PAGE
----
Local tradeswoman part of first U.S. Tradeswomen Delegation to India

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BUILDING BRIDGES: Missouri Women in Trades President Beth Barton (right) shares the work her group is doing to support women in trades with Labor leaders at the Building Bridges 2017 International Tradeswomen Conference at the V.V. Giri Labour Institute in India. – Noreen Buckley photo

MoWIT president Beth Barton to share her journey during a May 18 presentation

By SHERI GASSAWAY
Correspondent

Imagine an active construction site where tradeswomen are lifting heavy construction materials in saris and sandals with no protective gear whatsoever. They work long, grueling hours in dangerous situations, sometimes carrying their babies on their backs while their other children either work alongside of them or wander the job site.

“While this kind of situation would constitute about 45 OSHA violations in the United States, it’s an everyday occurrence for many tradeswomen in India,” said Beth Barton, a local tradeswoman who recently visited the country as part of the first U.S. Tradeswomen Delegation to India. “We saw it every day, everywhere we went.”

Barton, a Tarlton superintendent and Carpenters Local 1596 member, was one of 14 U.S. women and one man in the construction industry selected to participate in the two-week trip led by Fulbright recipient Susan Moir, Ph.D., director of research for the Labor Resource Center at the University of Massachusetts Boston.

BUILDING AN INTERNATIONAL NETWORK

The group met with Indian government officials, union leaders, organizers and construction workers in Dehli, Mumbai and Chennai. The goal was to build relationships that set the stage for an international network by and for tradeswomen and to improve the lives of women construction workers around the globe.

The trip helped Barton build upon the work she has been doing over the last decade as president of Missouri Women in Trades (MoWIT), a non-profit group, which works to support and mentor women in the St. Louis-area building trades and to promote the construction industry as a career choice for girls and young women.

COMMON OCCURRENCE: Indian tradeswomen, who make up 40 percent of the construction workforce in the country, work long, grueling hours in dangerous situations and often bring their children with them. - Beth Barton photo

STRENGTHENED RESOLVE TO FIGHT FOR WORKERS’ RIGHTS

“It strengthened my resolve to fight for workers’ rights based on the atrocities I saw at those construction sites,” Barton said. “It’s almost unbelievable that people would work under those conditions. It’s definitely solidified my desire to be an organizer and opened the door to work with tradeswomen outside of the region.”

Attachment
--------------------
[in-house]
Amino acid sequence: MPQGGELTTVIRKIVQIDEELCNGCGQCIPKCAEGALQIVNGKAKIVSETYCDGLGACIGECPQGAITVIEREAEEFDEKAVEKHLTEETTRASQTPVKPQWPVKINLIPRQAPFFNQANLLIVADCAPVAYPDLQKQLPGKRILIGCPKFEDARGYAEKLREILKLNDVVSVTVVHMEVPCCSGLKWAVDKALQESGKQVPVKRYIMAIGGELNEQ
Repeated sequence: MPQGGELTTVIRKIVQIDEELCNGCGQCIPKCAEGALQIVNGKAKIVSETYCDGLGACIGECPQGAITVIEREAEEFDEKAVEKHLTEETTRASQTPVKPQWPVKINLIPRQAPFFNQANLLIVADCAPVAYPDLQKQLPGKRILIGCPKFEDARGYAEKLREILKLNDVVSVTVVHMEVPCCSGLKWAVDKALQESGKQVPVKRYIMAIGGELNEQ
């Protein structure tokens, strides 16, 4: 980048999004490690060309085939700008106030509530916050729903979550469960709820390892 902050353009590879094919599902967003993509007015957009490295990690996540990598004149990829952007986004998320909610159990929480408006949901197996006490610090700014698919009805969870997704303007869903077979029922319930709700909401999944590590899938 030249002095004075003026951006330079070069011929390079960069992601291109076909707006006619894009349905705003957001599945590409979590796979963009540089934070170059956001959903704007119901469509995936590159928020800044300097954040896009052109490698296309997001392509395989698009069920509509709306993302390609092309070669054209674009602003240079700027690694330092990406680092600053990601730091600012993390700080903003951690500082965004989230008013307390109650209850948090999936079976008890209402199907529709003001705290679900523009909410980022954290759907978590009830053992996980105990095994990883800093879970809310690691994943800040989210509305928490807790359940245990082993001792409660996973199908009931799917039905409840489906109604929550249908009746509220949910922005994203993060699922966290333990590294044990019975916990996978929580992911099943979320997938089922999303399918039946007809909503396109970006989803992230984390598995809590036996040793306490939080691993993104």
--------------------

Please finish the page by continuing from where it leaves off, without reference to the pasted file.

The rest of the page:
Barton recently gave a public presentation on her journey at the Construction Forum St. Louis office. She has a second presentation scheduled for May 18.

WHY INDIA?

Barton said India was chosen for the delegation because it has critical mass. It has the highest concentration of female construction workers in the world, she said. In the United States, women make up about three percent of the construction workforce compared to about 40 percent in India.

“Women workers are almost entirely unrecognized as valuable workers and are paid one-half to one-third of what men are paid,” she said. “Women are considered ‘helpers’ as opposed to tradeswomen, and families are often hired in units with children as young as 10 joining in the work.”

Additionally, India is going through one of the largest GDP growths – upwards of 12 percent – and construction booms in the world, Barton said. However, the recent removal of the 500 and 1,000 rupee bills has disrupted as much as 50 percent of the building projects since construction there relies heavily on cash payments.

SHARING PRACTICES

One of the highlights of the trip was the Building Bridges 2017 International Tradeswomen Conference held at the V.V. Giri Labour Institute where national and local labor leaders discussed challenges and opportunities in the United States and India. Barton gave a presentation on her work with MoWIT.

INDIAN TRADESWOMEN can be seen wearing colorful saris carrying baskets of building materials on their heads at major building projects. – Susan Moir photo

“They were just blown away with our use of cell phones, texting and social media to get the word out about the group, since we have a low budget,” Barton said. “They seemed really inspired by us.”

MAINTAINING RELATIONSHIPS

Barton said the delegation’s goals are to maintain and continue to build relationships with Labor leaders in the country and to begin planning for another conference in India within two to five years.

“It all follows the basic organizing principle that we are better together,” she said.

UPCOMING PRESENTATION

Barton will give another presentation on her trip to India on Thursday, May 18, at the Construction Training School at 6301 Knox Ave. in St. Louis.

The event is co-sponsored by the St. Louis chapters of the National Association of Women in Construction (NAWIC) and AACE International, which serves the total cost management community.

It will begin with a networking session from 5 to 5:45 p.m., and the presentation will begin afterward. To RSVP to the event, email Sue Seawright at sues@satelliteco.com or text her at 636-751-8437 by Monday, May 15.

 

 

 

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